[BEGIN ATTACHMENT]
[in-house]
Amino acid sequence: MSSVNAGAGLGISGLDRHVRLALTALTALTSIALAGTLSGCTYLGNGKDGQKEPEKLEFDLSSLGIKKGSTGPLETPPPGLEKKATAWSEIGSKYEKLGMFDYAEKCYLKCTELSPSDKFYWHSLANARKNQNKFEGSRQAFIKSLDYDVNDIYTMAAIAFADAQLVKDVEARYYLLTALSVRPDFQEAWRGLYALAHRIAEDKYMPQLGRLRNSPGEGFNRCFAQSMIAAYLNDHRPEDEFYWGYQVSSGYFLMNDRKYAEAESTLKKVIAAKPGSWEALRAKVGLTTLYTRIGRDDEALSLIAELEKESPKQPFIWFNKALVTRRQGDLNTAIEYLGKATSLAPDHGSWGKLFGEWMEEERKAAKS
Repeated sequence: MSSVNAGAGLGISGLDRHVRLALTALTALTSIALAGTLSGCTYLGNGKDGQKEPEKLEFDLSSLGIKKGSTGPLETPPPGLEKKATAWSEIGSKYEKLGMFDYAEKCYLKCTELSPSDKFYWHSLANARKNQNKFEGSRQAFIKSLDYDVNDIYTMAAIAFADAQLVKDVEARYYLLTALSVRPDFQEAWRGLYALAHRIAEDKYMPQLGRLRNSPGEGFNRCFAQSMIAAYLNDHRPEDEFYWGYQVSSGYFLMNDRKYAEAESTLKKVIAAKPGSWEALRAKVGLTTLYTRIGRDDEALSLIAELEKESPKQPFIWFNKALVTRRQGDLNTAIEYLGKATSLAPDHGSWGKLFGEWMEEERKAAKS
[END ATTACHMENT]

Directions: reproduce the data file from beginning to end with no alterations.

[in-house]
Amino acid sequence: MSSVNAGAGLGISGLDRHVRLALTALTALTSIALAGTLSGCTYLGNGKDGQKEPEKLEFDLSSLGIKKGSTGPLETPPPGLEKKATAWSEIGSKYEKLGMFDYAEKCYLKCTELSPSDKFYWHSLANARKNQNKFEGSRQAFIKSLDYDVNDIYTMAAIAFADAQLVKDVEARYYLLTALSVRPDFQEAWRGLYALAHRIAEDKYMPQLGRLRNSPGEGFNRCFAQSMIAAYLNDHRPEDEFYWGYQVSSGYFLMNDRKYAEAESTLKKVIAAKPGSWEALRAKVGLTTLYTRIGRDDEALSLIAELEKESPKQPFIWFNKALVTRRQGDLNTAIEYLGKATSLAPDHGSWGKLFGEWMEEERKAAKS
Repeated sequence: MSSVNAGAGLGISGLDRHVRLALTALTALTSIALAGTLSGCTYLGNGKDGQKEPEKLEFDLSSLGIKKGSTGPLETPPPGLEKKATAWSEIGSKYEKLGMFDYAEKCYLKCTELSPSDKFYWHSLANARKNQNKFEGSRQAFIKSLDYDVNDIYTMAAIAFADAQLVKDVEARYYLLTALSVRPDFQEAWRGLYALAHRIAEDKYMPQLGRLRNSPGEGFNRCFAQSMIAAYLNDHRPEDEFYWGYQVSSGYFLMNDRKYAEAESTLKKVIAAKPGSWEALRAKVGLTTLYTRIGRDDEALSLIAELEKESPKQPFIWFNKALVTRRQGDLNTAIEYLGKATSLAPDHGSWGKLFGEWMEEERKAAKS